Stocks tumbled Thursday after news of more trouble in the credit markets and just before a crucial employment report is issued on Friday.
Among the Street’s concerns about the deepening credit crisis were missed margin calls by financial entities that could augur a wave of liquidation of mortgage-backed securities. Traders were also unnerved by an uptick in mortgage foreclosures and new lows in the U.S. dollar.
On Thursday, the Dow Jones industrial average fell 214.6 points, or 1.75%, to 12,040.39. The broader S&P 500 index shed 29.36 points, or 2.2%, to 1,304.34. The tech-heavy Nasdaq composite index fell 52.31 points, or 2.3%, to 2,220.50.
For every four stocks moving higher on the New York Stock Exchange, 28 fell in price. On the Nasdaq, the ratio was 24 to 6 negative.
Bonds were higher Thursday as Boston Federal Reserve bank President Eric Rosengren urged quick action on the housing crisis, while the Cleveland Fed’s Sandra Pianalto said the economic slowdown will reduce inflation. The dollar index was lower, while gold futures fell. Oil futures were lower.
There were more negative headlines from the mortgage sector Thursday. In a regulatory filing, Thornburg Mortgage Inc. (TMA) said it has suffered defaults under a variety of lending agreements, and that its obligations under those agreements are "material." The company also said JPMorgan Chase & Co. (JPM) plans to exercise its rights under an agreement under which it lent $320 million, after Thornburg failed to meet a $28 million margin call. The notification from JPMorgan triggered cross-defaults under all of Thornburg's other reverse repurchase agreements and secured loan agreements.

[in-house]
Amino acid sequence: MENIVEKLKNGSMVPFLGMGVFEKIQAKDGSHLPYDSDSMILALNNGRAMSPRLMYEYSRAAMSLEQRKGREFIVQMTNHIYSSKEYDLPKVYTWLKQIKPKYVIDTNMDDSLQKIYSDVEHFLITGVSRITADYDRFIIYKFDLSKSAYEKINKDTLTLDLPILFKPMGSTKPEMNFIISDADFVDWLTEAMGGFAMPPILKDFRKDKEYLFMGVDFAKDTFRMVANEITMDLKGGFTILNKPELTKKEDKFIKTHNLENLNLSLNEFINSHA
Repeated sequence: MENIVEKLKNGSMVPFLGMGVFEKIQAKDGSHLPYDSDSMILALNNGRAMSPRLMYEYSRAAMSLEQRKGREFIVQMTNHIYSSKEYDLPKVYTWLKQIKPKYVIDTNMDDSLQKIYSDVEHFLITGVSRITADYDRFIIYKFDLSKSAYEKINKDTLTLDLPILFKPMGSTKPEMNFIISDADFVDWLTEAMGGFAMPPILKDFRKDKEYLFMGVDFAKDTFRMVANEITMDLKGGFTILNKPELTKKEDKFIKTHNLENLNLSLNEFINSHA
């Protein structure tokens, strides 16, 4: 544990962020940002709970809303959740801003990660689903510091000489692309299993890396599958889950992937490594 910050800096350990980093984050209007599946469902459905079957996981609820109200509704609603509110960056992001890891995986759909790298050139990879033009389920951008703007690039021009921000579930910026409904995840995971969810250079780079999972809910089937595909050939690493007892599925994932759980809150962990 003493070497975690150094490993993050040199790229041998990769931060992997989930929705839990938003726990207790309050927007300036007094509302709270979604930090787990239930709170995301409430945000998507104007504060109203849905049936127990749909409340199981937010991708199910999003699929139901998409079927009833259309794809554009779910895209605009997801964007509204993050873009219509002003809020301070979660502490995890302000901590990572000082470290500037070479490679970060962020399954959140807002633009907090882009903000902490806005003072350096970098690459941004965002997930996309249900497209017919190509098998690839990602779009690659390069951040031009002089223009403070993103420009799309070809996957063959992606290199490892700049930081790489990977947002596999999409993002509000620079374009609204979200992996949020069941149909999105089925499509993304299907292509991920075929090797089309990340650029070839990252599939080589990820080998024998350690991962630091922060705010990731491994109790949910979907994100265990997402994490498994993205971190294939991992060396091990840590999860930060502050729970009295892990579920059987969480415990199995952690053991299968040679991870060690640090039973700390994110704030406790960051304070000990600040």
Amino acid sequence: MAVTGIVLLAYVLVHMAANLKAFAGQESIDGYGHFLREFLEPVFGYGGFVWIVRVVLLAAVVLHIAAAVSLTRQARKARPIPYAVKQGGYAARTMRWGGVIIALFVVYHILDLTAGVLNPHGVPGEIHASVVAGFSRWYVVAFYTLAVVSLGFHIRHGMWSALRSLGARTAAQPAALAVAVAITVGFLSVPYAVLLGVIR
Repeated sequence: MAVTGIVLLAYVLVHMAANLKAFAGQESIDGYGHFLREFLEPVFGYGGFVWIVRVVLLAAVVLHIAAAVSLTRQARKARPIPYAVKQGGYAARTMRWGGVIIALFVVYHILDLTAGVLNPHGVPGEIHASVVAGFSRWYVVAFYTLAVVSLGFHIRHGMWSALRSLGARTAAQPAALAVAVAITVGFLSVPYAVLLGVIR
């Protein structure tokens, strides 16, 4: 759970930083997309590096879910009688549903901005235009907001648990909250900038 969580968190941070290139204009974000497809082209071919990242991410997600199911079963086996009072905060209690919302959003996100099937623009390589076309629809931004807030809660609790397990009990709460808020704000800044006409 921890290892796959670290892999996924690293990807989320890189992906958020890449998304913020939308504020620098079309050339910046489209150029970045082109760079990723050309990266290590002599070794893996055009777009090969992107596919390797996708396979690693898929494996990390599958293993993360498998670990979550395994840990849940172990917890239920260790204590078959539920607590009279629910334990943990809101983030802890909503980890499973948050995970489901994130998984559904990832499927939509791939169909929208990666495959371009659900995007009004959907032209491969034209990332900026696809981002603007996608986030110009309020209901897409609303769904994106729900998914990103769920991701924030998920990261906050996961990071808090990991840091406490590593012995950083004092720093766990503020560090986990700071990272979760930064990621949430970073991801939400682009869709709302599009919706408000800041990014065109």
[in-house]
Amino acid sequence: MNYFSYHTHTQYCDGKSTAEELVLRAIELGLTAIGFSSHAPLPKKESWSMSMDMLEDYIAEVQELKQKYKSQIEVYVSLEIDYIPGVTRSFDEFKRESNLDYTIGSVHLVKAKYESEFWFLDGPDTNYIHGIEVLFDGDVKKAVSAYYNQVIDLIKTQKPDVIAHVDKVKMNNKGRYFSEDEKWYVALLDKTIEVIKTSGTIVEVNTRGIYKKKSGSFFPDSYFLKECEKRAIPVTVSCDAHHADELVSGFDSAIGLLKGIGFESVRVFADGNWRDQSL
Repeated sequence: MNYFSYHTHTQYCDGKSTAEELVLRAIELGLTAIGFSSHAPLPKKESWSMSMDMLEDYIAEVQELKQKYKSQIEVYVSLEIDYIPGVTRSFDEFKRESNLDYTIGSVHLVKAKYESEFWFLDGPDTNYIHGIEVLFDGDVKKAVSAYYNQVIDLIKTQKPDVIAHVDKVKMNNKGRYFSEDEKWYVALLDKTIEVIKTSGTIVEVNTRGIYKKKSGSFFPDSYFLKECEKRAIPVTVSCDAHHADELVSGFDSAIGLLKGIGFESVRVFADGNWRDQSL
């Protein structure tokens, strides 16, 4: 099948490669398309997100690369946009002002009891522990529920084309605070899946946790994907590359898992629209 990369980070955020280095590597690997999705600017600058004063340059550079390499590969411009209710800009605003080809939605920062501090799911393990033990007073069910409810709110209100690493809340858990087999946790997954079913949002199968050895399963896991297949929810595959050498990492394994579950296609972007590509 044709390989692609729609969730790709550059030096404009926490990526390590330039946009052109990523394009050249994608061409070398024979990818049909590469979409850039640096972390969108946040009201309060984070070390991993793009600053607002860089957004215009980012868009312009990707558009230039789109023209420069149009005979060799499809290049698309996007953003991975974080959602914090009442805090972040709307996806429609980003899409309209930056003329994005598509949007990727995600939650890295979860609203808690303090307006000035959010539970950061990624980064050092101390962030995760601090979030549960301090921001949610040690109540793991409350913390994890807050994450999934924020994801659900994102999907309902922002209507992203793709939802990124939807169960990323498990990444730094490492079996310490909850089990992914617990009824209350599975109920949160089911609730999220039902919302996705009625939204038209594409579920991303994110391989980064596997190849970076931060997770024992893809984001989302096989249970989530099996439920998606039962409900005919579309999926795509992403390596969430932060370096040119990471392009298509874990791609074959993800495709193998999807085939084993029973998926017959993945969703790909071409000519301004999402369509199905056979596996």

The Mortgage Bankers Association said a record 0.83% of U.S. loans were entering the foreclosure process in the last three months of 2007 compared with 0.54% in the same time a year earlier. The annual U.S. mortgage delinquency rate of 5.82% was the highest since 1985 and up from the 4.95% seen in the fourth quarter of 2006. The rate of failing loans swelled across most mortgage types but was led by a growing wave of subprime borrowers unable to make payments, the trade group said in its delinquency and foreclosure survey.
Credit markets also got a shock from the U.S. Treasury Department's denial of a rumor that it would provide explicit backing to loans made by the government-sponsored enterprises Fannie Mae (FNM) and Freddie Mac (FRE).
Gold prices were taking a breather, down to $977.10 an ounce, but are still seen moving toward $1,000, assisted by ongoing weakness in the U.S. dollar. The dollar index continued to trade near record lows.
Weaker sales for U.S. retailers in February reflected growing jitters about the economy among consumers. J.C. Penney Co. (JCP), Gap Inc. (GPS) and American Eagle Outfitters (AEO) all showed significant declines in sales at U.S. stores open at least one year.
Clothing retailers are believed to already be in a recession, with a dearth of new fashion trends adding to consumer worries about the economic slowdown, CNBC said.
There were exceptions to the downtrend in retail sales, however. Wal-Mart Stores (WMT) posted a better-than-expected 2.6% increase in same-store sales, excluding fuel sales. Continued strength in the grocery, health and wellness and entertainment" segments drove the gains, Wal-Mart said. The company forecast March sales would be flat to 2% higher.
After recent weakness in same-store sales, Target (TGT) also showed signs of strength, reporting a 0.5% increase for February, slightly better than analysts expected.